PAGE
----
DON: Yeah. Yeah, they did. They said, you know, `Could you do this?' And we said, `Well, we'll give it a try. We'll see what we can do.' It took us nine months of experimentation and tinkering and so forth to get the product to meet our standards. That was very important, that we had something that we were proud of before we introduced it into the market. And then we approached one of our customers who had expressed interest in this, initially, and told them that we were ready. And that was in very late 1990, because we made records for them, and they were introduced at the 1991 January Consumer Electronics Show in Las Vegas, and it was a big, big hit there.

HATTIE: Did they say, `Record Technology's done it again'?

DON: Well, there--it was certainly well-known that it was our product. And we had thought about that, too, that, `What do we call this product and how do we identify it as ours?' And we came up, through sort of a contest within the company, of coming up with a name for the record. And we came up with HQ-180, or HQ-180. And that basically means high quality, 180 gram. And we registered that as a trademark. So our 180-gram LPs that we manufacture for our customers carry that designation as a premium record pressing HQ-180 trademark, Record Technology, Incorporated.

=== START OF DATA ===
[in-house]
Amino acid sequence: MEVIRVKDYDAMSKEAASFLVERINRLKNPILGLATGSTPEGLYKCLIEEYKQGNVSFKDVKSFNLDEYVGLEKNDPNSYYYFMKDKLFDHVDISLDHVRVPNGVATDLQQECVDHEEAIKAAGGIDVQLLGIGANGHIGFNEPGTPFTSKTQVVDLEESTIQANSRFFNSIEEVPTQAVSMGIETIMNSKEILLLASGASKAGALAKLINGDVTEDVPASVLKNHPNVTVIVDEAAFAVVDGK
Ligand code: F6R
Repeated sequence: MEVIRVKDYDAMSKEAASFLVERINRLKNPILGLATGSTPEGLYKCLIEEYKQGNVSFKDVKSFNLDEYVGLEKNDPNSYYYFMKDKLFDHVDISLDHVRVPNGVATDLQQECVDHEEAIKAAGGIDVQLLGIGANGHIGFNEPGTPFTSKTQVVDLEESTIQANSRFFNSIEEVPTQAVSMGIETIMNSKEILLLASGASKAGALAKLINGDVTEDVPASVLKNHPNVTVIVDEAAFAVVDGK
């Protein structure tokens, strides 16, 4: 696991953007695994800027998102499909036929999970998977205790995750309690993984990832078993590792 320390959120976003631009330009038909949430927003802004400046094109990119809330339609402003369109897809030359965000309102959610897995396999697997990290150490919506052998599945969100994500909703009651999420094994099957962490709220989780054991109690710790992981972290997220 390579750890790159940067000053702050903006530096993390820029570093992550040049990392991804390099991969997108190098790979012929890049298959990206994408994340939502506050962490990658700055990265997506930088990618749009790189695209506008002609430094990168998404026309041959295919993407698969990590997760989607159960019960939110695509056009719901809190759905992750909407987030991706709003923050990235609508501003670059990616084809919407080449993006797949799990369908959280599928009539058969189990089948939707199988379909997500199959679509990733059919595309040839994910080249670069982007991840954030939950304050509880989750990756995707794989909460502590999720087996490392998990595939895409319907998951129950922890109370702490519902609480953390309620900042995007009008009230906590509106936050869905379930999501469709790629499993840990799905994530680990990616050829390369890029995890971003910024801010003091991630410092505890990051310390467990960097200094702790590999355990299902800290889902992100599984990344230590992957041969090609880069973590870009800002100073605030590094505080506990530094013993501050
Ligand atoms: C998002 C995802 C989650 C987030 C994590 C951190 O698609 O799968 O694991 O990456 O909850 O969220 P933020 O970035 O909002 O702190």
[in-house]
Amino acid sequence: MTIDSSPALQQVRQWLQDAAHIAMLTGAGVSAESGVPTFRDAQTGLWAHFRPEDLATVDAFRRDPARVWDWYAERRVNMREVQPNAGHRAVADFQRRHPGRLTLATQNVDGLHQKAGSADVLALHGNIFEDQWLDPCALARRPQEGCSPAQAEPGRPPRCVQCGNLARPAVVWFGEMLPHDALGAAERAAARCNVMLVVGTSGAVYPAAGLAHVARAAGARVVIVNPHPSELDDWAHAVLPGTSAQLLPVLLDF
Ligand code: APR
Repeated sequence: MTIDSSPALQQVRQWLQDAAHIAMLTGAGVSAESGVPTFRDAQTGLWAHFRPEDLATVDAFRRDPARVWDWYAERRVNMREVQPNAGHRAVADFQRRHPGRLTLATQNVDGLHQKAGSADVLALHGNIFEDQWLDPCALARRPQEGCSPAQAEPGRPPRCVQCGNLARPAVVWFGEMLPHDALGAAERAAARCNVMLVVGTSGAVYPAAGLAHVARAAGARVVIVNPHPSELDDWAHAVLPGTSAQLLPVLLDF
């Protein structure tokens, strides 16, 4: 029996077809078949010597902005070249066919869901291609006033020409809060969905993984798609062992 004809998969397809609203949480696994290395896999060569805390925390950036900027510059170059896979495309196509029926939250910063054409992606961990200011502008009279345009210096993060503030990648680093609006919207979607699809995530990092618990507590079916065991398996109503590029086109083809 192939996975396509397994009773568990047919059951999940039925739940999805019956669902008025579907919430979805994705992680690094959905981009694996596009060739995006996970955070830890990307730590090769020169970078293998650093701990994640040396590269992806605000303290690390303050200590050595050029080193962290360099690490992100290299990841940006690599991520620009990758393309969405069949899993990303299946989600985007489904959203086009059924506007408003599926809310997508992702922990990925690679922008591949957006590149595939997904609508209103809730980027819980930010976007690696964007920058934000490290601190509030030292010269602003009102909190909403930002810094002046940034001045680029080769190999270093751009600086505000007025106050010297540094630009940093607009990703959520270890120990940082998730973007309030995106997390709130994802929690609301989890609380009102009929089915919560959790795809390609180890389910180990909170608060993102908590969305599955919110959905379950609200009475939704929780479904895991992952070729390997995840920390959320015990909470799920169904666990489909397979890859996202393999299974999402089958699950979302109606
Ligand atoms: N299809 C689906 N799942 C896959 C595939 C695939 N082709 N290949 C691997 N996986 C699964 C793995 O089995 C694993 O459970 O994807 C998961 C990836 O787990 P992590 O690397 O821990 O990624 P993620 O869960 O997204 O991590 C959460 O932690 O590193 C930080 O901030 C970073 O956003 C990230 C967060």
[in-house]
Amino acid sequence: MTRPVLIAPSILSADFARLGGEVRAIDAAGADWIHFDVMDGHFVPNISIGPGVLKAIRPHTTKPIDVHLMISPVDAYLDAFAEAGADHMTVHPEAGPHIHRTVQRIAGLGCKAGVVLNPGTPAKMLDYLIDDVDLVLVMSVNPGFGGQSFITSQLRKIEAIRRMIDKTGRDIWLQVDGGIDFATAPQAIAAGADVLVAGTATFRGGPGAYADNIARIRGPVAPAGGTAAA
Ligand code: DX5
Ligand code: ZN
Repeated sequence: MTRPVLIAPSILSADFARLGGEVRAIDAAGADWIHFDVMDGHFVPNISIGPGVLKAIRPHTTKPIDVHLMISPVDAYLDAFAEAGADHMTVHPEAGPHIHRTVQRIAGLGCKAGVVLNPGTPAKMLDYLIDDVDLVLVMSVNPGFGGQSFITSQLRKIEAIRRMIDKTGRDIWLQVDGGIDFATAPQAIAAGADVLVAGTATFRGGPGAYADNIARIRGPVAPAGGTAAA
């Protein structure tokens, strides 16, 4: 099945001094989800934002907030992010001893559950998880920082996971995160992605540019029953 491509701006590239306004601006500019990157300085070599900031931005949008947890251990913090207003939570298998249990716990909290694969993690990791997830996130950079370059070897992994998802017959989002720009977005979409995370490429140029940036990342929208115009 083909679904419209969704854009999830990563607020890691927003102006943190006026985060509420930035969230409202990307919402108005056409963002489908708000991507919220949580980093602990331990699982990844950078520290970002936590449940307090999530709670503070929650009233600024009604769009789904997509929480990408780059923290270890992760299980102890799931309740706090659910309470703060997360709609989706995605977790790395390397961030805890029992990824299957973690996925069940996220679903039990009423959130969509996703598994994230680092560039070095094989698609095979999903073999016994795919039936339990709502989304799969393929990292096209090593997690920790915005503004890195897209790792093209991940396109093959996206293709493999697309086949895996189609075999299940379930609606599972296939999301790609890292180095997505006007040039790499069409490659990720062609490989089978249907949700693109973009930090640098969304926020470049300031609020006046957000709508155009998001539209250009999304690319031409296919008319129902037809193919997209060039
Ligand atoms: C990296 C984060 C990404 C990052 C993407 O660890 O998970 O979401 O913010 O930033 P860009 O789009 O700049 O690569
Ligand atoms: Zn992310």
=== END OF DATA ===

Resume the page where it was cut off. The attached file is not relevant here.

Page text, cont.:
HATTIE: (Lightbulb In the Studio) Record Technology's niche is quality. Experts agree they make the best vinyl records in the world. Defining yourself clearly is the secret to making riches in niches. Don has never tried to be the funkiest or the fastest. Through thick and thin, real peaks and valleys, Record Technology has stayed true to its original mission: They'll never be the biggest, but they'll always be the best.